This month, we have learned a lot about the micro:bit. So, in this month’s project, we will learn how to make a compass using a micro:bit!
The hardware in this project is incredibly easy to use, thanks to the simplicity of the micro:bit and the fact that all the peripherals needed in this project are embedded on the micro:bit. Of course, an external power supply is still needed, and this is provided by the external power pack that comes with Digi-Key’s micro:bit kit.
The first line in our program gets the current compass heading and then stores it into a variable called Heading. However, one issue arose when designing this project, which was that the compass did not point north, but instead, it always pointed to the right of the micro:bit, regardless of the user’s direction. As it turns out, my compass had been calibrated incorrectly, either at the factory or during the calibration stage, and the compass would only work if the micro:bit was held above the user with the display pointing toward the ground. A quick fix, though, is to subtract the current heading from 360, which flips the reading and adjusts it correctly.
The next step in our program is a delay of (200ms), which is used to freeze the LED display before updating it with the new heading. If this delay was not included, then the display would flicker, which can be unpleasant to look at.
With the delay completed, the next step involves clearing all the LEDs on the micro:bit. You can do this by using graphical piece that allows you to choose which LEDs you want on or off, but this takes a while to execute. Instead, I opted for a programmer’s method, which involves two for loops. The main for loop executes five times, while a for loop inside that for loop executes five times for every single iteration of the first for loop. On each iteration of the second for loop, we “unplot” an LED on the display, whose coordinates are defined by the variable I and j (the for loop counters). While this may seem complicated, the result is very trivial; we go through each LED on the display and turn it off! This is how we clear the display.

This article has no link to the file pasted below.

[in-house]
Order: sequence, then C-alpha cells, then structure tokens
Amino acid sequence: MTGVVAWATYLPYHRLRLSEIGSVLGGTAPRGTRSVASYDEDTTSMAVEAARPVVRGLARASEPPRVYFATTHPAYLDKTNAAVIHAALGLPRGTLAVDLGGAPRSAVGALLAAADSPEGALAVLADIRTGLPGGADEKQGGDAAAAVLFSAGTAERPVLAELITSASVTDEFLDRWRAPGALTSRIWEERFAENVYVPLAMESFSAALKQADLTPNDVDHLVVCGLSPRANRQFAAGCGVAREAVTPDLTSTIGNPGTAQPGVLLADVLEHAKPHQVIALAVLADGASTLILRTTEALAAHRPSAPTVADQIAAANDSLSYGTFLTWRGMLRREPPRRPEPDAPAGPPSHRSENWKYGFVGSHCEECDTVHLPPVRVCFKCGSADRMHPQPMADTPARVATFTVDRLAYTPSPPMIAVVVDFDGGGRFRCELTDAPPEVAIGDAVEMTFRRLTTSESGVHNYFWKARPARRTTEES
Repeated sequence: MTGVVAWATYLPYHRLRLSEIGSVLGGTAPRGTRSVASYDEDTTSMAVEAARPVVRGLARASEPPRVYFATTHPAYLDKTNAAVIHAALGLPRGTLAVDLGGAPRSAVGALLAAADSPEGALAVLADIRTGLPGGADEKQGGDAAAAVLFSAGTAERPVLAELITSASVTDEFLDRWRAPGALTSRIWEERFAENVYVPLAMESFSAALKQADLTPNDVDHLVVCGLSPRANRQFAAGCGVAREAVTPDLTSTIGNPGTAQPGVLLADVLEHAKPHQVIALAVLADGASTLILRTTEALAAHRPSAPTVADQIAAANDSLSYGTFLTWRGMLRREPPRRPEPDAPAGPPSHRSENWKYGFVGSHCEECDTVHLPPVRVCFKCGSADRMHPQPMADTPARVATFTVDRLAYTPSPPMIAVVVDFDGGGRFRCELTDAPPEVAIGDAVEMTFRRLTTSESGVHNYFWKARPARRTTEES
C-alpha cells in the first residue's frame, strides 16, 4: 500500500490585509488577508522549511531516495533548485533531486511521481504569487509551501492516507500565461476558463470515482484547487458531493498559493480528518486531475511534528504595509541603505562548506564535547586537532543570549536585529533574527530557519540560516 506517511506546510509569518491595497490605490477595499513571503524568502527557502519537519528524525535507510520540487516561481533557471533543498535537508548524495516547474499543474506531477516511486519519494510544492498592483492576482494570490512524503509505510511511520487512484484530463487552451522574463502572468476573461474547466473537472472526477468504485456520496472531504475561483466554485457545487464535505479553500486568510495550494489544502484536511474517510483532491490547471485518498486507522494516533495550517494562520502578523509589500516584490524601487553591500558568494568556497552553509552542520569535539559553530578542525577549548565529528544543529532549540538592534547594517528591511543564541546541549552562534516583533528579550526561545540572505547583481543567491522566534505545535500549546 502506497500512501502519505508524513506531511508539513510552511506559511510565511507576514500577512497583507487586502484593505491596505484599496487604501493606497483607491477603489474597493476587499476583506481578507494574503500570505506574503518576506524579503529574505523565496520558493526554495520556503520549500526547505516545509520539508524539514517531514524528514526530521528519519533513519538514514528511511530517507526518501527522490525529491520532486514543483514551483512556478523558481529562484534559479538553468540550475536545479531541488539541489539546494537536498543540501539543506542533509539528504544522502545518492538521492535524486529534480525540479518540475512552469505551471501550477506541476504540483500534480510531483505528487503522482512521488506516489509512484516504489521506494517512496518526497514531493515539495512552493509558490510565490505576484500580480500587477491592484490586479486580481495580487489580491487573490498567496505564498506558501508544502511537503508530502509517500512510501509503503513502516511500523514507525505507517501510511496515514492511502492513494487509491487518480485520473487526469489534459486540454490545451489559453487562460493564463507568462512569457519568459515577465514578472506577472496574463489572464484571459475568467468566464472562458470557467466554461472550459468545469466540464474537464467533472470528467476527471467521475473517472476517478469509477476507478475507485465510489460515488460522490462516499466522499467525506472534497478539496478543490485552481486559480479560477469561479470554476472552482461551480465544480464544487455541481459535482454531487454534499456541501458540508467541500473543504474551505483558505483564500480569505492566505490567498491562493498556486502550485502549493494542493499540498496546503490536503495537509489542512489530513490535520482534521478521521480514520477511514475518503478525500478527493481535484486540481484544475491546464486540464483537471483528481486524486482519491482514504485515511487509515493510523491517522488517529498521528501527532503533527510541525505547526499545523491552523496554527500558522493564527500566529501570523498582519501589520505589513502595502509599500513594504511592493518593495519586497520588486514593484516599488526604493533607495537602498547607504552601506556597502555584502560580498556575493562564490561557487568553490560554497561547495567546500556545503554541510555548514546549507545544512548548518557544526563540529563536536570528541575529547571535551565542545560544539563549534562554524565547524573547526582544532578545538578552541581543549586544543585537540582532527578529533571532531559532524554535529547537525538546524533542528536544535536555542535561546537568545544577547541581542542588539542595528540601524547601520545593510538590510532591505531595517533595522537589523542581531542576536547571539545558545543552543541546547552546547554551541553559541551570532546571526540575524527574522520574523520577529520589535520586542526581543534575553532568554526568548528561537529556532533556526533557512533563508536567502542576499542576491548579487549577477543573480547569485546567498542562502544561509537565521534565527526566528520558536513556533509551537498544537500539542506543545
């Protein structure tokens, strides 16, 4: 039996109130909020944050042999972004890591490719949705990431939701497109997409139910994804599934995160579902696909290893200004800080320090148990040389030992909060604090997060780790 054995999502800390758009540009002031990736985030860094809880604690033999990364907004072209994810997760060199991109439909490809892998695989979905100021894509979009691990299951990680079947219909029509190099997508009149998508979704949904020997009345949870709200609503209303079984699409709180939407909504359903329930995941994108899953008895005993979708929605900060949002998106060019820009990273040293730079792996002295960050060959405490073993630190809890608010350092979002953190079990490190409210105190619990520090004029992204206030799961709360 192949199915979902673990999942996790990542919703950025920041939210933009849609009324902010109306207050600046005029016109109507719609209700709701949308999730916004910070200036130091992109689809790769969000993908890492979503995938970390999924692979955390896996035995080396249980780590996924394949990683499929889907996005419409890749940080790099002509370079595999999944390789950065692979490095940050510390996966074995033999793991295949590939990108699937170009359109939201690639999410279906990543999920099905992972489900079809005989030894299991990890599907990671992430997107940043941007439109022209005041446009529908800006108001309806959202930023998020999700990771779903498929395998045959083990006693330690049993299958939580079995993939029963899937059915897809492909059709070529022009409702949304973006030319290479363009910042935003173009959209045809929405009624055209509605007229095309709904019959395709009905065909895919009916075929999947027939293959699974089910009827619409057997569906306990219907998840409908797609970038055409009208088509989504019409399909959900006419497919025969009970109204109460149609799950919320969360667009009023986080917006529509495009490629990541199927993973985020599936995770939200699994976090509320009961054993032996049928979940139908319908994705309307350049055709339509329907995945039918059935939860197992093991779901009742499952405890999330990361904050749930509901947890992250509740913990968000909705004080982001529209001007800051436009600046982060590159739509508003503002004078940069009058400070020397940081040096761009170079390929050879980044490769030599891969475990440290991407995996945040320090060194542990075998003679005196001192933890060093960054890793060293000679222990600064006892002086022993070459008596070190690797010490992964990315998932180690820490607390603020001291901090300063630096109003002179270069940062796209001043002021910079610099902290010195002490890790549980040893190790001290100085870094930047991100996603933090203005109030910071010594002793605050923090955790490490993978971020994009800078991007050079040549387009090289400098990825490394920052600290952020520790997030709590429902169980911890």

The last section in this program involves checking the heading and then plotting the arrow onto the display so that the arrow points toward north. To determine the direction that the arrow should point, a series of if statements are performed to see if the current heading lies within a specific range of values.
With the code made, it now needs to be compiled and flashed to the micro:bit. In the old days of microcontroller programming, this would require linking to libraries and using expensive programmers, only to find that the code does not work, or that some internal configuration bit has been incorrectly fused. However, the micro:bit does away with all of these issues!
The first step is to get our hex file, which contains the instructions needed to make the micro:bit work. To do this, click the “Download” button in the MakeCode IDE.
When the hex file downloads, plug the micro:bit into the computer via the micro USB lead, and your system should detect the micro:bit as a removable flash drive. Open the micro:bit flash drive and then drag the hex file that you downloaded earlier into the micro:bit folder.
Since our project uses the compass peripheral, the micro:bit will ask you to draw a circle when the program is first loaded. This is a very easy step and only requires that you start by keeping the board horizontal and then roll the micro:bit forward and around in a circle. You should see an LED dot move around and begin to fill the edges, whose position is controlled by the angle of the micro:bit (see the video for a visual cue).
With the micro:bit programmed and calibrated, it's time to test out our compass. Before disconnecting the micro:bit from the PC, make sure to remove the device safely. For example, this can be done on a Windows machine by right clicking the drive and then clicking “Eject”.
With the micro:bit disconnected, the battery back needs to be inserted into the micro:bit power input, and then the power supply should be turned on.
Flip the micro:bit so the LED display is facing you, and the micro:bit should now be pointing an arrow toward north!
Despite the programming technique, as well as the hardware, being simple, the end result is an electronic compass that updates a display to point toward north, which would typically be very hard to do using other microcontrollers, including PICs, AVRs, and even Arduinos. Not only is the micro:bit a useful prototyping tool, but it is also incredibly compact and portable, being smaller than a credit card, which makes the micro:bit one mighty, powerful controller.